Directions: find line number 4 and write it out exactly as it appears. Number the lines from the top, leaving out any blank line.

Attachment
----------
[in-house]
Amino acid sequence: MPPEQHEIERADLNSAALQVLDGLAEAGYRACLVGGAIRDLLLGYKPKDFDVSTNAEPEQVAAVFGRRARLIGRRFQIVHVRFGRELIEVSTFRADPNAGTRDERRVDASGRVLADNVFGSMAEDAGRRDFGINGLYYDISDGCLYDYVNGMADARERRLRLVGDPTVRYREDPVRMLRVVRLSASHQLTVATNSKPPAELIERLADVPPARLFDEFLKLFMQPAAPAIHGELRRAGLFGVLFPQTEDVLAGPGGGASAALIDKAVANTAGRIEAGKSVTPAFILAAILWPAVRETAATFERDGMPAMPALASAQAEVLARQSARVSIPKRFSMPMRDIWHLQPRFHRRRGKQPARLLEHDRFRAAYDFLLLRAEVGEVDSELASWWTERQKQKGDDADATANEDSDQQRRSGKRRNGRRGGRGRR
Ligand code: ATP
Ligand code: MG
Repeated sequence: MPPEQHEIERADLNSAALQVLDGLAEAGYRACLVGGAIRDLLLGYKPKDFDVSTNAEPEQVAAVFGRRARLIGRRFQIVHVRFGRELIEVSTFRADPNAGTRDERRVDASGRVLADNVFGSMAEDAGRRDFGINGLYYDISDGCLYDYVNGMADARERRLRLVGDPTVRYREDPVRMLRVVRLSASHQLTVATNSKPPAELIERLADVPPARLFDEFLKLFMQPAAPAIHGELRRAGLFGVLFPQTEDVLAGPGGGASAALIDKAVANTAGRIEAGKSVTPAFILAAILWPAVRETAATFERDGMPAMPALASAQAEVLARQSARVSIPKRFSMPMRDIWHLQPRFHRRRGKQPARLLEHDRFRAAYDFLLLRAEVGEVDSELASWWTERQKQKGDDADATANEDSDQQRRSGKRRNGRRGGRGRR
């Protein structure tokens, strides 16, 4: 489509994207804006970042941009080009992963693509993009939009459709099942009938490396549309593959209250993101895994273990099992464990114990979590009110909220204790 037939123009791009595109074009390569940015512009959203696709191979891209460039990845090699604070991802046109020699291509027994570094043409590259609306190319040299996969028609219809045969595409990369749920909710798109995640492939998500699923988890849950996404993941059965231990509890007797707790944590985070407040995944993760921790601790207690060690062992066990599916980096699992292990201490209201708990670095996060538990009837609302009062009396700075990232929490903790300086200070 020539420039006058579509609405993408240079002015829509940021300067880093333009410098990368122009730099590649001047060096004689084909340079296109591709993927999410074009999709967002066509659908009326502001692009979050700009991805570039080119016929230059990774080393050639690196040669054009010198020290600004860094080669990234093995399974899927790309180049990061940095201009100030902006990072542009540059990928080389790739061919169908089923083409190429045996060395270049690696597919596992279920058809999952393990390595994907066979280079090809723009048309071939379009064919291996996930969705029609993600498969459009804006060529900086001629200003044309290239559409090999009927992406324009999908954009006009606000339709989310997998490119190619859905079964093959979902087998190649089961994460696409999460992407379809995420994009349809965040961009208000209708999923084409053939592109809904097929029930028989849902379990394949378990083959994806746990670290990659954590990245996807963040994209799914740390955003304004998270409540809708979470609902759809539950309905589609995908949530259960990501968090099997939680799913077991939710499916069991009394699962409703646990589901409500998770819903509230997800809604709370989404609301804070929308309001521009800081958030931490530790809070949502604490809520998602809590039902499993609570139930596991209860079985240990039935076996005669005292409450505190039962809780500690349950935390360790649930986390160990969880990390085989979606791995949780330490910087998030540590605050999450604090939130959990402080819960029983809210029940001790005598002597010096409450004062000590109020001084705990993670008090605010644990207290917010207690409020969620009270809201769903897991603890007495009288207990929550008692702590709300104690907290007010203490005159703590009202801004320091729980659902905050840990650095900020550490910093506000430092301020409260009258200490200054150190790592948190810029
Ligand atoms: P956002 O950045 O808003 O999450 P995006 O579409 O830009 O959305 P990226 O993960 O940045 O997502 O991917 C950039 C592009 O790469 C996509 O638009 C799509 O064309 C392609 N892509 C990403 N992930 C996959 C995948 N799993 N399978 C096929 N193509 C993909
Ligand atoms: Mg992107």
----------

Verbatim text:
Ligand code: MG